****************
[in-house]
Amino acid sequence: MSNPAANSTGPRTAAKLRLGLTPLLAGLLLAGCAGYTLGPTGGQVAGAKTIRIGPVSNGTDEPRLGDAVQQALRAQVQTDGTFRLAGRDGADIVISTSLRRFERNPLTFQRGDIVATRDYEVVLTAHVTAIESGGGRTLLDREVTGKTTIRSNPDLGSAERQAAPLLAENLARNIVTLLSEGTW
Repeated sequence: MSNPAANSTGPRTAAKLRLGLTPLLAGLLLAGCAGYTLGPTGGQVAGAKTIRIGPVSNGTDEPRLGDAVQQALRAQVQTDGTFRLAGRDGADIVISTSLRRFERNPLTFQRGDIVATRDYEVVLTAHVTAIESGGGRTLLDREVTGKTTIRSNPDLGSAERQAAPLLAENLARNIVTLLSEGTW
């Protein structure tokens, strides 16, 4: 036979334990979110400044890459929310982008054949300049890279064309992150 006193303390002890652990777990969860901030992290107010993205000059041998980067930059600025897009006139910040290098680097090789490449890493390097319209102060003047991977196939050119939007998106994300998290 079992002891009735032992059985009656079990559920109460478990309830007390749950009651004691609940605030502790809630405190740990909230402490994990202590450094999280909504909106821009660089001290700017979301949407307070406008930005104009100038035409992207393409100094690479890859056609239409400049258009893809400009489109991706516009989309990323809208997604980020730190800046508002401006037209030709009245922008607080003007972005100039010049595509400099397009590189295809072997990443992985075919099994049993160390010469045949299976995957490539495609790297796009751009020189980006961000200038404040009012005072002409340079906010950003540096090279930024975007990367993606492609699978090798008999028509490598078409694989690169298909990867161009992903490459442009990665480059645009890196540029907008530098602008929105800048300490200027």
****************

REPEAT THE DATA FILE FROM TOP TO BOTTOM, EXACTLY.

[in-house]
Amino acid sequence: MSNPAANSTGPRTAAKLRLGLTPLLAGLLLAGCAGYTLGPTGGQVAGAKTIRIGPVSNGTDEPRLGDAVQQALRAQVQTDGTFRLAGRDGADIVISTSLRRFERNPLTFQRGDIVATRDYEVVLTAHVTAIESGGGRTLLDREVTGKTTIRSNPDLGSAERQAAPLLAENLARNIVTLLSEGTW
Repeated sequence: MSNPAANSTGPRTAAKLRLGLTPLLAGLLLAGCAGYTLGPTGGQVAGAKTIRIGPVSNGTDEPRLGDAVQQALRAQVQTDGTFRLAGRDGADIVISTSLRRFERNPLTFQRGDIVATRDYEVVLTAHVTAIESGGGRTLLDREVTGKTTIRSNPDLGSAERQAAPLLAENLARNIVTLLSEGTW
């Protein structure tokens, strides 16, 4: 036979334990979110400044890459929310982008054949300049890279064309992150 006193303390002890652990777990969860901030992290107010993205000059041998980067930059600025897009006139910040290098680097090789490449890493390097319209102060003047991977196939050119939007998106994300998290 079992002891009735032992059985009656079990559920109460478990309830007390749950009651004691609940605030502790809630405190740990909230402490994990202590450094999280909504909106821009660089001290700017979301949407307070406008930005104009100038035409992207393409100094690479890859056609239409400049258009893809400009489109991706516009989309990323809208997604980020730190800046508002401006037209030709009245922008607080003007972005100039010049595509400099397009590189295809072997990443992985075919099994049993160390010469045949299976995957490539495609790297796009751009020189980006961000200038404040009012005072002409340079906010950003540096090279930024975007990367993606492609699978090798008999028509490598078409694989690169298909990867161009992903490459442009990665480059645009890196540029907008530098602008929105800048300490200027």